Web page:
EUGENE EDGAR TREFETHEN
TREFETHEN, EUGENE EDGAR, junior partner of the firm of Chapman & Trefethen, Attorneys at Law, Oakland, was born in Oakland, California, January 11, 1875, the son of Eugene A. and Ada S. (Van Sickle) Trefethen. In the first half of the seventeenth century his father’s family, which was of Welsh origin, came from England and settled in the State of Maine, while his mother’s ancestors were among the early Dutch residents of new York. His father reached California about the year 1869, where he became interested in railroading and in timber lands. Eugene E. Trefethen was practically raised on the east side of the Bay, and on August 31, 1905, was married in San Francisco to Miss Georgia Van Voorhies Carroll. The children of this marriage are Carol A. Trefethen, Dorothy J. Trefethen and Eugene E. Trefethen Jr.
From 1883 to 1889 Mr. Trefethen attended the old Lafayette Grammar School and the Cole School of Oakland. He was a student at the Oakland High School from January, 1890, to December, 1892, and after graduation in the latter year took a post-graduate course in the same institution. In 1893 he entered the University of California, but shortly before the close of his course in the College of Social Science an injury to his eye compelled him to leave without his degree. Two years later however, he returned to the University, and was graduated Ph.B., with the class of ‘99. While there he was especially prominent in debating and also as a varsity contestant for intercollegiate honors in the half-mile run.
The two years that Mr. Trefethen remained away from the University, ‘97-‘98, he spent in Alaska, mining, chopping wood, which he sold to the steamers on the Yukon, and packing provisions on his back, at so much a pound. Among his companions in this strenuous existence were the now well-known author, Rex Beach, and other celebrities. From more than one viewpoint the experience was a valuable preparation for Mr. Trefethen’s subsequent career.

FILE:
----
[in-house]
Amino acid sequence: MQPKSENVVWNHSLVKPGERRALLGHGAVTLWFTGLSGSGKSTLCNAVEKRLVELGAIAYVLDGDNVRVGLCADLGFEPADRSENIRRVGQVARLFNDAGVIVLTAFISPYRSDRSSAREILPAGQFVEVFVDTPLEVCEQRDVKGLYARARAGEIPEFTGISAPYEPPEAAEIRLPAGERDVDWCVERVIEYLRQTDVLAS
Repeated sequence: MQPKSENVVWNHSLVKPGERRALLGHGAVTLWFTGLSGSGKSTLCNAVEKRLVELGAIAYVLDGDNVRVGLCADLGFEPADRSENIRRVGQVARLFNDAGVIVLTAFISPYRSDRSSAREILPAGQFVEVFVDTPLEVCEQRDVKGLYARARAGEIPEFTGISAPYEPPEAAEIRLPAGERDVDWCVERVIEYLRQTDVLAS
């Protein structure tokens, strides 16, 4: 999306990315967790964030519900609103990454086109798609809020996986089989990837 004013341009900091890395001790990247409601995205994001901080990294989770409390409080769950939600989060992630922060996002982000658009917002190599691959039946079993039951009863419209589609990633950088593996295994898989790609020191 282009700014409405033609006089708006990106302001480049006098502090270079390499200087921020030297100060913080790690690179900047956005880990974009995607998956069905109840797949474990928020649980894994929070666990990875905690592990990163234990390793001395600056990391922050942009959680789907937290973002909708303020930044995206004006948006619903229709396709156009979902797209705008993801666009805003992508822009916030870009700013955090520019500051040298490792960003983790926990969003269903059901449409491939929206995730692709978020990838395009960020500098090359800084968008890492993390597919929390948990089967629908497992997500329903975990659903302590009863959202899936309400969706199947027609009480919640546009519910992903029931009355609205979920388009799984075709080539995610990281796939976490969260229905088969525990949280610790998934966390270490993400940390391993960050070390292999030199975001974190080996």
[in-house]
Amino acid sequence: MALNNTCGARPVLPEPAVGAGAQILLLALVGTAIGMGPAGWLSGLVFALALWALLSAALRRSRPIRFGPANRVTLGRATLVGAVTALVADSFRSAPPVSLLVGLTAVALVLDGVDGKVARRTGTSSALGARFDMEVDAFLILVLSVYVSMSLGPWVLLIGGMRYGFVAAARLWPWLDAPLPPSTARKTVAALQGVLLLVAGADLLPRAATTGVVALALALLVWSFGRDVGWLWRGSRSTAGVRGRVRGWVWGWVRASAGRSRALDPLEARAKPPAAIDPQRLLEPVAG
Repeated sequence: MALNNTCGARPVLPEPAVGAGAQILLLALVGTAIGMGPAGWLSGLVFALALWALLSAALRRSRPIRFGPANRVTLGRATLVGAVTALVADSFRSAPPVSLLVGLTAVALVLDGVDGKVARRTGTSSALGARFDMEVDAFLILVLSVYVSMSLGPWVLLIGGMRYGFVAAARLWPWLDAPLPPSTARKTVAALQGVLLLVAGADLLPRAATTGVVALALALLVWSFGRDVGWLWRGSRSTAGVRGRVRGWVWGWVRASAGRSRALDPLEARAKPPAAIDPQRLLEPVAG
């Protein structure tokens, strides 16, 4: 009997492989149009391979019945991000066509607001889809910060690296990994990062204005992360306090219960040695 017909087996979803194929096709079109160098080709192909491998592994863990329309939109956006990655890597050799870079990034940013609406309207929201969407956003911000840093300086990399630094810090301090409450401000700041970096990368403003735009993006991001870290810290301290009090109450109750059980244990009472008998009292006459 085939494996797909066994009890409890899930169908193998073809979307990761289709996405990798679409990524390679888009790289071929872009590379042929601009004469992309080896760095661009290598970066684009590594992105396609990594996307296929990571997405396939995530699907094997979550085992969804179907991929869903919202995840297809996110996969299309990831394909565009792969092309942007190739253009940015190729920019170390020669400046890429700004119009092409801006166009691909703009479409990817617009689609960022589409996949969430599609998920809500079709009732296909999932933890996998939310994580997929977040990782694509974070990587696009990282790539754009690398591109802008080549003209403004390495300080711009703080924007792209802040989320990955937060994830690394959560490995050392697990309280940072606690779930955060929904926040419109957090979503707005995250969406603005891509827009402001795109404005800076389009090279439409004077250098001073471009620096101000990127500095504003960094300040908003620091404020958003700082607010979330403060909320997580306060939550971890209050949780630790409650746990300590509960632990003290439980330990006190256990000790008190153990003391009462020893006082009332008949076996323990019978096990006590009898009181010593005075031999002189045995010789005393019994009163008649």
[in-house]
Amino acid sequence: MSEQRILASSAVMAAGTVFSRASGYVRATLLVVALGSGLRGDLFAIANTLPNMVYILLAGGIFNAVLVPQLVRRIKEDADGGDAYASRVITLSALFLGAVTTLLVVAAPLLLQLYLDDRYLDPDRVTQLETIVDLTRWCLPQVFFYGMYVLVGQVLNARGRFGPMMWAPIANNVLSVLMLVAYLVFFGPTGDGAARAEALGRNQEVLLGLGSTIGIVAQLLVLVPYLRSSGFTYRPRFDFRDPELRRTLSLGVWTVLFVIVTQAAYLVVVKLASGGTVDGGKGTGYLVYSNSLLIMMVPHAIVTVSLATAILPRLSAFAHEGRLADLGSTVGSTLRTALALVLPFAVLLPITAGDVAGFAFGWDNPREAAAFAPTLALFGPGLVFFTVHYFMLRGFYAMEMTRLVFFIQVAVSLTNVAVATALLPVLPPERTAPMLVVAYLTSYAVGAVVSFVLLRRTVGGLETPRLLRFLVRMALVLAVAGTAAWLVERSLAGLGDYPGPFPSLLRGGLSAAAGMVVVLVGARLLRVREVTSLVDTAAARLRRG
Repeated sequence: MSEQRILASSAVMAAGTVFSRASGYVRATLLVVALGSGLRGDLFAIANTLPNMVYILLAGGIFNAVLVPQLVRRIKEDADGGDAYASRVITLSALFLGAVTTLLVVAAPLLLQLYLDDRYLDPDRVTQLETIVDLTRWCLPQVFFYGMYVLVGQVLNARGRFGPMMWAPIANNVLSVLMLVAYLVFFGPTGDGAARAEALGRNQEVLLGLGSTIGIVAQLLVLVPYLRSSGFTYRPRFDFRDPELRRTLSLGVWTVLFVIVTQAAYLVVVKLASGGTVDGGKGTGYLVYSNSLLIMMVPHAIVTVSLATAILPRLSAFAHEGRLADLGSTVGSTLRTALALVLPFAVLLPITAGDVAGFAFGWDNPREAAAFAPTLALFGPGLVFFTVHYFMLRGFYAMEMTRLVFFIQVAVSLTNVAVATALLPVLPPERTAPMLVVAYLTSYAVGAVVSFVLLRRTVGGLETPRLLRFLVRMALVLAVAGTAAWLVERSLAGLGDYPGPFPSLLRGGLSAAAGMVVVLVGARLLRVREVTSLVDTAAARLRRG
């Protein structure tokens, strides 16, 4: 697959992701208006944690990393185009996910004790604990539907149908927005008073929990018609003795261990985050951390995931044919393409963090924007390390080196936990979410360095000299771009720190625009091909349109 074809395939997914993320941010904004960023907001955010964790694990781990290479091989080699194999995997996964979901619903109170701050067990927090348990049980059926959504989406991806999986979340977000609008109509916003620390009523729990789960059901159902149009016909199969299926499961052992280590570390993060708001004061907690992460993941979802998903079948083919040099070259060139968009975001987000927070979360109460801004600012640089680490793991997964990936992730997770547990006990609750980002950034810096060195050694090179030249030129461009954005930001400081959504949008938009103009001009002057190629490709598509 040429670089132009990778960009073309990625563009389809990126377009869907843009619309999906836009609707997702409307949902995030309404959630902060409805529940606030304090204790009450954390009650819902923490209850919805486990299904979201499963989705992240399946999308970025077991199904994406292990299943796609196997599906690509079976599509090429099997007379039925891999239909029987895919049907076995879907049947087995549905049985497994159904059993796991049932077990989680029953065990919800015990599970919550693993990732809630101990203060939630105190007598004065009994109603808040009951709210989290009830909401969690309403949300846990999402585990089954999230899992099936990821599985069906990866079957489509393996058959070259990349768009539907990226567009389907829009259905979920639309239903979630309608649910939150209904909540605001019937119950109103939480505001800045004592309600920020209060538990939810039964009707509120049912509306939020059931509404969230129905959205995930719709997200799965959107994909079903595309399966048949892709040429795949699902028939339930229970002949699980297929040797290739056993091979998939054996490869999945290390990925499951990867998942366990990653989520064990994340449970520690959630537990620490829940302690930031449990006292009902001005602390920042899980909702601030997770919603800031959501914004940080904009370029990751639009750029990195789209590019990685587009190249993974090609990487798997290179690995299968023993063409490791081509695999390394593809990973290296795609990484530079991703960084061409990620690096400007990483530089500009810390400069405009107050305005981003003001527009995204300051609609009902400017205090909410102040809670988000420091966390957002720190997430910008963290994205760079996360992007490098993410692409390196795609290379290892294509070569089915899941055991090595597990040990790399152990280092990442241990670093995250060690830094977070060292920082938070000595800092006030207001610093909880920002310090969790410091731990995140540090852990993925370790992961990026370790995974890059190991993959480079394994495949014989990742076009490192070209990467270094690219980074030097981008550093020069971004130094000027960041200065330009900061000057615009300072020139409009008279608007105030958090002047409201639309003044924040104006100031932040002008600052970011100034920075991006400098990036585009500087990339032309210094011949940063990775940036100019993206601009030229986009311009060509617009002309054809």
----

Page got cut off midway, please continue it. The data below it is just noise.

After his graduation from the University he took a course in shorthand and typewriting, and in September, 1899, entered the law office of Chapman & Clift, as stenographer and clerk. In his spare moments he studied law, and on September 11, 1901, was admitted to practice before the Supreme Court. The firm of Chapman & Clift dissolving in 1902, Mr. Trefethen remained in Mr. Chapman’s employ, as an assistant attorney, in which capacity he proved his worth sufficiently to be chosen, in June, 1910, as a partner, under the firm name of Chapman & Trefethen.
The firm’s practice in recent years, especially since Mr. Chapman’s appointment as trial counsel for the Oakland Traction Company, has been chiefly in corporation law. Formerly, however, their work was largely on the other side of the fence, in the prosecution of damage cases. In some of these, in which Mr. Trefethen was associate counsel for the plaintiff, important questions of law were settled. This was especially so in the case of James vs. the Oakland Traction Company, in which suit was brought for $15,000 damages for personal injury. In was determined that a person riding on a car was entitled to have exercised in his behalf and as one of the elements of the contract of carriage, the degree of care in its propulsion required by statute. Before the trial the law had been repealed. It was contended by counsel for plaintiff that the latter was still entitled to the benefit of the law, which was in force at the time of the accident.
Although Mr. Trefethen had intended at one time to be a mining engineer, since he has “found himself” in the law he has concentrated his energies on his steadily growing practice. His club life is confined to the Nile Club of Oakland and to the Royal Arcanum, a fraternal order.
Transcribed 3-3-10 Marilyn R. Pankey.
Source: Press Reference Library, Western Edition Notables of the West, Vol. I, Page 381, International News Service, New York, Chicago, San Francisco, Los Angeles, Boston, Atlanta. 1913.
© 2010 Marilyn R. Pankey.
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